17 Jan 2017
movie “The Birth Canal”
“Hashirama equipment” is a term used for cultural assets and refers to the entire architectural components between pillars. Specifically, the hashirama equipment includes a variety of types of fittings such as walls, shoji and fusuma sliding doors. In buildings with a wooden framework, in addition to the fittings, the boards and tatami mats on the floor and the ceilings are also basically composed of the similar “equipment-style” thoughts. Richness of space in Japanese architecture has been created by the diversity of the hashirama equipment. In this study, a building from Japanese architectural history is examined based on a key concept of the previously stated “hashirama equipment”.
Text content ─The Birth Canal─
〈About Hiyoshi Taisha Shrine〉
〈About the Sanno Festival〉
〈The Sanno Festival and Hashirama Equipment〉
Hiyoshi Taisha Shrine is located at the foot of Mt. Hiei, which crosses Kyoto Prefecture and the west side of Lake Biwa in Shiga Prefecture. The shrine, overlooking Lake Biwa, has been traditionally worshipped as a guardian deity of Enryakuji Temple, a Tendai monastery also located on Mt. Hiei. It is known as the head shrine of the network of approximately 3,800 or more Hiyoshi and Hiei shrines in Japan(i). The Sanno Festival is an annual event held in Hiyoshi Taisha Shrine, in which a ritual is performed, supposedly replicating scenes when the deities enshrined at Hiyoshi Taisha shrine had descended to earth. Although the festival has been modified over time, its essential part has been passed along up to today.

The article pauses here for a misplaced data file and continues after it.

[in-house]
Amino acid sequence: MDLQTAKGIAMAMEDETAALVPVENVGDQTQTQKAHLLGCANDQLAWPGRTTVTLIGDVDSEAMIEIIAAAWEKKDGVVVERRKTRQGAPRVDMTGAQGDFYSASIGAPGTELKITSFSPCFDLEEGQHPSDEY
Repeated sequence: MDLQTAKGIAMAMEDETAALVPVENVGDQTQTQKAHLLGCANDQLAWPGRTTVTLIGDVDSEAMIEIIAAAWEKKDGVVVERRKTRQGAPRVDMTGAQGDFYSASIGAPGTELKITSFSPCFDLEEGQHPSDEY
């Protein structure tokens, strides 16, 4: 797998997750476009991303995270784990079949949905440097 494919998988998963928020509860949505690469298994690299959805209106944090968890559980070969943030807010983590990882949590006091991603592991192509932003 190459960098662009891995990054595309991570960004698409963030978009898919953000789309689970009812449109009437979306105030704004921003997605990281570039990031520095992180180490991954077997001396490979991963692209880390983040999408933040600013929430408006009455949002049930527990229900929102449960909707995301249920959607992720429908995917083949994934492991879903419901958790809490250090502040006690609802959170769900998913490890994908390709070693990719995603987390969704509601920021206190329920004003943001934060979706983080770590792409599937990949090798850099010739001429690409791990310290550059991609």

Coexistence of respective columns or buildings, creates a threshold or space called “ma” (in-between). People have recognized special meanings in ma since ancient times. Many ma were intentionally placed in various locations in Hiyoshi Taisha Shrine, where the Sanno Festival is held.
For instance, a small hill called Mt. Hachioji is a sanctuary at the highest altitude within Hiyoshi Taisha Shrine. The massive rock “Kogane-no-Oiwa” is worshipped as a yorishiro(ii), sandwiched by two shrine buildings on both sides, as if escorted by them. In order to build on the steep slope, the buildings were built in the kakezukuri or overhang style, in which a high platform is assembled to achieve the building overhang in the air. Ma created by the rock and two overhung buildings next to it became a space where sacred energy accumulates, in a manner of speaking.
On the occasion of the Sanno Festival, two mikoshi (portable shrine, or symbolic carriage for deities) are manually carried up from the bottom of the hill, and each is stored on either side of the two shrines at the hilltop for about a month. After a month, deities descend into the mikoshi, the shrine receive the energy of the deities, and the mikoshi are manually carried down to the bottom of the hill, creating a climax where the energy accumulated from the sacred space on the hilltop is released into the everyday world.
(i) There are various opinions about the number. The number here was based on “Hiyosi-Sannousai and the beliefs of Yama no kami (Mountain God and Goddess)” (Ryukoku University Intercultural Communication No.15, March 2011) by Mamoru Sudo.
(ii)Yorishiro: An object capable of attracting spirits of a deity. It is often a tree, rock, or gohei (a wooden wand for Shinto rituals, decorated with paper).
〈About Hiyoshi Taisha Shrine〉